USA v. Andres Perez-Bustillo, No. 12-30075 (5th Cir. 2012)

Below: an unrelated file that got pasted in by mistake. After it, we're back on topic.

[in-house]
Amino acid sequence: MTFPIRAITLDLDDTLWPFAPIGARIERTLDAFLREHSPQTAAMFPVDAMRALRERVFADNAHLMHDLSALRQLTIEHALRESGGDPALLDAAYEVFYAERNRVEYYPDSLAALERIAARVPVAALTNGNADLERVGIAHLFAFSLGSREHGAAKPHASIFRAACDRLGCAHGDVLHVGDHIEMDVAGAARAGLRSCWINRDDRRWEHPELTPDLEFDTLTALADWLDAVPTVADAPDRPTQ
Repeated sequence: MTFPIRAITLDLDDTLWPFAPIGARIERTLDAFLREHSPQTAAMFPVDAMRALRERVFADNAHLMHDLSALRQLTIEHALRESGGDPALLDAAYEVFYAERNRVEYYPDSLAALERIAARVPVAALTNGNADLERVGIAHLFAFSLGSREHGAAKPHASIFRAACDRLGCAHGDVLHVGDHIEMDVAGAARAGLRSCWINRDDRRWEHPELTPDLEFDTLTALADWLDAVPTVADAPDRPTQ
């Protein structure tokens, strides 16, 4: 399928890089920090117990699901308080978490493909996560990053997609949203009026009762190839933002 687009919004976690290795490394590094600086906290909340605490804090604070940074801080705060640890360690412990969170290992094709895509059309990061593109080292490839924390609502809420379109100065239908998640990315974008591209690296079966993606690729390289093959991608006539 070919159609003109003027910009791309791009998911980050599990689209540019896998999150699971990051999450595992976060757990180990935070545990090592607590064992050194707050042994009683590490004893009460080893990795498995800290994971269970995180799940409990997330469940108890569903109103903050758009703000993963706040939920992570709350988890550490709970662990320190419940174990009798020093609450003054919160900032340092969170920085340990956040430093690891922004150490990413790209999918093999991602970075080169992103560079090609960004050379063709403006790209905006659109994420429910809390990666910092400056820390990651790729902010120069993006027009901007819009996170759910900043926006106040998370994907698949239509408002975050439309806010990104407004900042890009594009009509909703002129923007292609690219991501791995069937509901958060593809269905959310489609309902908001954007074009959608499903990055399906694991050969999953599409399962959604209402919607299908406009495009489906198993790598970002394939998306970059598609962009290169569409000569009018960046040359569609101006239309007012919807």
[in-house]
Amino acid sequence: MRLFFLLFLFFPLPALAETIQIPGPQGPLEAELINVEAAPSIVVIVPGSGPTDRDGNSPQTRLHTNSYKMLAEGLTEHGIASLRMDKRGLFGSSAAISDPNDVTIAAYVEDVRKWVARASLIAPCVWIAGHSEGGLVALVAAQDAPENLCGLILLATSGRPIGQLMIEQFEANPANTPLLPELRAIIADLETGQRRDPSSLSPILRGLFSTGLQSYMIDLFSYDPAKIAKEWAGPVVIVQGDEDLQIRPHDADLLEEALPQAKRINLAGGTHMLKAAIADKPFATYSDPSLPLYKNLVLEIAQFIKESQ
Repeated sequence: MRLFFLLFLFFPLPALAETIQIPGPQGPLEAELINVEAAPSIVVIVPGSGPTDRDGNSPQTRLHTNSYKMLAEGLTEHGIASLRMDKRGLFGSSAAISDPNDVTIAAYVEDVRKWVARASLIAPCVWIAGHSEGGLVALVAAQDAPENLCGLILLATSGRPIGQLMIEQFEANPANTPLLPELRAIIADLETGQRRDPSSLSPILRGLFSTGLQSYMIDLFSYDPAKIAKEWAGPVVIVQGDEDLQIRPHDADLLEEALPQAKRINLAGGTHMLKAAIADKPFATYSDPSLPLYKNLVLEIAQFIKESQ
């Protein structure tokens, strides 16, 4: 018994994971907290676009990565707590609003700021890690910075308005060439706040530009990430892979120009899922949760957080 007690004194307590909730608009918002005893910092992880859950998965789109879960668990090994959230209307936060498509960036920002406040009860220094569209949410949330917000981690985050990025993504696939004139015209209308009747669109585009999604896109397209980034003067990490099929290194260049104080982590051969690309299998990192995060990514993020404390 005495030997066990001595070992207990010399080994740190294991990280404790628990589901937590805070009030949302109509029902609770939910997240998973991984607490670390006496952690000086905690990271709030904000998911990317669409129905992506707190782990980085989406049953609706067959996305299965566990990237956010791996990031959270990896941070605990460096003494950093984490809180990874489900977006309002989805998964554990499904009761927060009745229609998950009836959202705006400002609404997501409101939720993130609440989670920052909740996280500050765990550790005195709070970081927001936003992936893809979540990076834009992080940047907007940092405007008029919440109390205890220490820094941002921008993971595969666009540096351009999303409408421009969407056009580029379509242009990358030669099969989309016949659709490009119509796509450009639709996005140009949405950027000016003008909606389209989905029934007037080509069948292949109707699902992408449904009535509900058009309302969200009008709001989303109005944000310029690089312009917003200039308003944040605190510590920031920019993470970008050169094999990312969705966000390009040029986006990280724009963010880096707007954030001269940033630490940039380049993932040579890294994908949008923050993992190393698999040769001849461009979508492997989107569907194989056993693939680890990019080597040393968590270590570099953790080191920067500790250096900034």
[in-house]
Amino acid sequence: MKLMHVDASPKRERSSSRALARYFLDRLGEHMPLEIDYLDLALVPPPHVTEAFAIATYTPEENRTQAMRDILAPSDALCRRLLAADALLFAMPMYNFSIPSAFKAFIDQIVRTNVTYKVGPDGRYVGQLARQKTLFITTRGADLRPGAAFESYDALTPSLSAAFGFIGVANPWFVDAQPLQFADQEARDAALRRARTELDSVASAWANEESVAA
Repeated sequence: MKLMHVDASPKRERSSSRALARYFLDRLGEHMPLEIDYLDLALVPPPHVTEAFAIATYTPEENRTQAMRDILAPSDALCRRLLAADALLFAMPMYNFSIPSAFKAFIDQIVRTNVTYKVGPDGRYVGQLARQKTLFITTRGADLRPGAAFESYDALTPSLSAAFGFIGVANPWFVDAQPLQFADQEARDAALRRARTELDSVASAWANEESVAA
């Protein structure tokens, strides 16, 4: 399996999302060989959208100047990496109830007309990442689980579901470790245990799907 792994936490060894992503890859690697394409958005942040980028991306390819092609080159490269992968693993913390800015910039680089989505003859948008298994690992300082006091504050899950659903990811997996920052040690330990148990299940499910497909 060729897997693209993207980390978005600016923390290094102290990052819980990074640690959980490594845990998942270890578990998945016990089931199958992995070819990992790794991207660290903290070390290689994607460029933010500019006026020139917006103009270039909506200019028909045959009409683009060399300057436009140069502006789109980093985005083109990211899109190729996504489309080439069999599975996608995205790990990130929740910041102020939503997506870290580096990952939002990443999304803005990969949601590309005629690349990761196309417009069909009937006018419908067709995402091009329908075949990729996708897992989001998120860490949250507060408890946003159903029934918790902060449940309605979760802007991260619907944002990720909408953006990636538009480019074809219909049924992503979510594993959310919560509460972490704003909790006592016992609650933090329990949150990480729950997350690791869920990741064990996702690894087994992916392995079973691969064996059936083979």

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Case: 12-30075 Document: 00511980413 Page: 1 Date Filed: 09/10/2012 IN THE UNITED STATES COURT OF APPEALS United States Court of Appeals FOR THE FIFTH CIRCUIT Fifth Circuit FILED September 10, 2012 No. 12-30075 Summary Calendar Lyle W. Cayce Clerk UNITED STATES OF AMERICA, Plaintiff - Appellee v. ANDRES PEREZ-BUSTILLO, Defendant - Appellant Appeal from the United States District Court for the Eastern District of Louisiana USDC No. 2:11-CR-215-1 Before DAVIS, BARKSDALE, and ELROD, Circuit Judges. PER CURIAM:* Andres Perez-Bustillo challenges his sentence of 46-months imprisonment, following his guilty-plea conviction for illegal reentry into the United States. He challenges only the procedural reasonableness of his sentence, contending: the district court incorrectly determined that his prior conviction for assault with a firearm, in violation of California Penal Code § 245(a)(2), was a felony conviction, warranting a 12-level enhancement under * Pursuant to 5TH CIR. R. 47.5, the court has determined that this opinion should not be published and is not precedent except under the limited circumstances set forth in 5TH CIR. R. 47.5.4. Case: 12-30075 Document: 00511980413 Page: 2 Date Filed: 09/10/2012 No. 12-30075 Guideline § 2L1.2(b)(1)(A)(ii); and, consequently, his sentence is an unreasonable upward variance. Although, post-Booker, the Sentencing Guidelines are advisory only, and an ultimate sentence is reviewed for reasonableness under an abuse-ofdiscretion standard, the district court must still properly calculate the advisory Guideline-sentencing range for use in deciding on the sentence to impose. Gall v. United States, 552 U.S. 38, 51 (2007). In that respect, its application of the Guidelines is reviewed de novo; its factual findings, only for clear error. E.g., United States v. Cisneros-Gutierrez, 517 F.3d 751, 764 (5th Cir. 2008). As noted, Perez challenges only the procedural reasonableness of his sentence. As the parties acknowledge, in California § 245(a)(2) is termed a wobbler ; punishment under the statute may be either as a felony or misdemeanor. United States v. Diaz-Argueta, 564 F.3d 1047, 1049 (9th Cir. 2009). If, according to California law, a person who was convicted of violating [a] wobbler statute is deemed to have been convicted of a felony rather than a misdemeanor, then the person has been convicted of a felony for purposes of [§] 2L1.2(b)(1)(A)(ii) of the Sentencing Guidelines. United States v. Soto-Lara, --F. App x ---, 2012 WL 823636, *1 (9th Cir. 13 Mar. 2012) (unpublished) (citing Diaz-Argueta, 564 F.3d at 1049-50). Under California law, a wobbler is presumptively a felony and remains a felony except when the discretion is actually exercised to make the crime a misdemeanor. Diaz-Argueta, 564 F.3d at 1049 (internal quotation marks and citation omitted). Section 17(b) of the California Penal Code sets forth under what circumstances a wobbler is considered a misdemeanor. Garcia-Lopez v. Ashcroft, 334 F.3d 840, 844 (9th Cir. 2003). Perez contends that, because he received a sentence other than imprisonment in the state prison i.e., three years probation, with the first 365 days to be served in county jail his conviction is a misdemeanor. The state records evidencing Perez conviction do not, however, reflect either: a judgment 2 Case: 12-30075 Document: 00511980413 Page: 3 Date Filed: 09/10/2012 No. 12-30075 imposing a punishment other than imprisonment in a state prison, such that California Penal Code § 17(b)(1) applies; or a designation of the offense as a misdemeanor by the state court, such that § 17(b)(3) applies. Soto-Lara, 2012 WL 823636 at **1-2; see United States v. Robinson, 967 F.2d 287, 293 (9th Cir. 1992) (when California court imposes suspended sentence, judgment for purposes of § 17(b)(1) is not entered), abrogated in part on other grounds by Ortega-Mendez v. Gonzales, 450 F.3d 1010, 1020 (9th Cir. 2006). Because the record reflects that the state court suspended imposition of a sentence, imposed a three-year term of probation, and did not specifically designate Perez conviction as a misdemeanor, his conviction under § 245(a)(2) remained a felony under California law, notwithstanding Perez being ordered to serve the first 365 days of probation in county jail. Soto-Lara, 2012 WL 823636 at **1. Accordingly, the district court did not err in determining that Perez state-court conviction was a felony for purposes of Guideline § 2L1.2(b)(1)(A)(ii). See § 2L1.2, cmt. 2; see also Cal. Penal Code § 245(a)(2). Because the district court committed no procedural error in applying the 12-level enhancement, and the 46-month sentence imposed by the district court falls within a properly-calculated advisory Guidelines-sentencing range, our court need not reach Perez unreasonable-upward-variance contention. AFFIRMED. 3
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